• Constantine proclaimed the Edict of Milan (313) as soon as he could, legalizing the status of Christians, and granting them legal and monetary restitution (even reimbursements from the imperial treasury) for recent seizures/persecutions
  • Constantine gave as his reasons for legalizing Christians” 1) universal tolerance, and 2)to propitiate the deity that is in heaven (which could mean anything – Apollo, Sun, Christ, or nature herself as the over-arching deity of all creation)
  • Building of the Supreme Court of the United States - The emperor Julian's pronouncement in 358 about citizens being - innocent until proven guilty - is a foundation of US Criminal Law

    Building of the Supreme Court of the United States - The emperor Julian's pronouncement in 358 about citizens being - innocent until proven guilty - is a foundation of US Criminal Law

    Julian and the United States Supreme Court

    The roots of United States law run right back through the furthest dimmest precedents of the Roman empire. Some of our grandest, most cherished institutions/legal theories are thousands of years old, and come from surprisingly accidental, small beginnings. Who would have thought that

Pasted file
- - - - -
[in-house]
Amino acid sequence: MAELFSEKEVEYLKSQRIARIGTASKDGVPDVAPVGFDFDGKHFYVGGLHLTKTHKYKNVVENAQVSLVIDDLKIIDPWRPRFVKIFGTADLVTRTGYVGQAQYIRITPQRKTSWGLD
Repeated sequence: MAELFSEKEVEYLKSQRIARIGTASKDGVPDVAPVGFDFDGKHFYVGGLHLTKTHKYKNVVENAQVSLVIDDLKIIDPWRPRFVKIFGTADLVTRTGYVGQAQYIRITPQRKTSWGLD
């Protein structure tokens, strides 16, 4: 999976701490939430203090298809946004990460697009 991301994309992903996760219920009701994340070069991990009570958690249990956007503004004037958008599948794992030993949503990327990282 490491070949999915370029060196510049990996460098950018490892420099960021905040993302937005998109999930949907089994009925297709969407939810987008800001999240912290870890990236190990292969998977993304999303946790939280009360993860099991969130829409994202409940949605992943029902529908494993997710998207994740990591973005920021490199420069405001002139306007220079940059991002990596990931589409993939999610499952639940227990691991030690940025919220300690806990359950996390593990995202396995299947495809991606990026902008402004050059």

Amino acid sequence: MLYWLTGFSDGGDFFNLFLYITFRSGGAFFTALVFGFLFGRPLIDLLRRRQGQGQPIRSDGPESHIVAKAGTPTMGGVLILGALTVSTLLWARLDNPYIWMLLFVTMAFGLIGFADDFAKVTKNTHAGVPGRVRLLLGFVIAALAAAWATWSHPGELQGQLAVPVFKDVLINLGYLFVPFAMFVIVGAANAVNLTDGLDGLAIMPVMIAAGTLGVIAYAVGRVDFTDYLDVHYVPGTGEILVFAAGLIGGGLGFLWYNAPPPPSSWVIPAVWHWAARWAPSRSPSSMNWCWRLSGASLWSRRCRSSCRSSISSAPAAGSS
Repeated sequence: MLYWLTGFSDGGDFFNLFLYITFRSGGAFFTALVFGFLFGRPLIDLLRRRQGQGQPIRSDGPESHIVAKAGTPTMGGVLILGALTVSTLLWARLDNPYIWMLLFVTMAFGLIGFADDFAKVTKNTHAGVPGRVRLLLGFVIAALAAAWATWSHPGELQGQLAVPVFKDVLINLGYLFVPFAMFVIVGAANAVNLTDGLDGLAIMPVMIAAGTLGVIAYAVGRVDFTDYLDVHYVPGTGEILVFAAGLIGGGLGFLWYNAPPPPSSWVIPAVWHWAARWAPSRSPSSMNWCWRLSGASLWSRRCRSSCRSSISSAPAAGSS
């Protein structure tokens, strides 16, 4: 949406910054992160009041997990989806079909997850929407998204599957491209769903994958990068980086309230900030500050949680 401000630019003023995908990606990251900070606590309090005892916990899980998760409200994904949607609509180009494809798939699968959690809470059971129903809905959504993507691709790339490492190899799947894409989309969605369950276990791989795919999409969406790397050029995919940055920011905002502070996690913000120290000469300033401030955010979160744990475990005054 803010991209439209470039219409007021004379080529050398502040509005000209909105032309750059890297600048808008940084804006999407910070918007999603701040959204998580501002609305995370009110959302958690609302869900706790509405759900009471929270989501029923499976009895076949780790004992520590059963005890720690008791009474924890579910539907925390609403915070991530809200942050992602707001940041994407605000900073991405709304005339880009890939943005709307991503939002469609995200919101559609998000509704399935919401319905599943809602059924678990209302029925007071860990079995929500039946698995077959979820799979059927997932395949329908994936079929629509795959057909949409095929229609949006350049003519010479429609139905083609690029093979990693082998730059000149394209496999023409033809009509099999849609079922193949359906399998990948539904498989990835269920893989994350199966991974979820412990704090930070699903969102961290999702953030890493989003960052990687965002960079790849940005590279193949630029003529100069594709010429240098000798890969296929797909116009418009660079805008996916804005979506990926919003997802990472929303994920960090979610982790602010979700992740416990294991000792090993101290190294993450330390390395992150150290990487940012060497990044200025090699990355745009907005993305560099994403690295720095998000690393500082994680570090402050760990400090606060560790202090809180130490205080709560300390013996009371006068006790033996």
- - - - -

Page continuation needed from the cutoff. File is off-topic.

1) in the twilight/shutting down era of the Roman empire,
    2) in an obscure provincial law court,
    3) under a minor Caesar who appeared to be on the point of being executed continually (Julian) by the reigning emperor,
    4) during a relatively unimportant extortion case
    5) argued by a good, but unknown provincial prosecutor,
    that
    a concluding argument would be remembered, and a premise would be set that would provide the absolute foundation for all criminal law in a large country not to be born for another 1300 years on another continent (the United States)? The prosecutor Delphidius in 358 in Gaul provoked the sitting general/Caesar Julian to propose the legal principle “Innocent until proven guilty” in response to a query by Delphidius.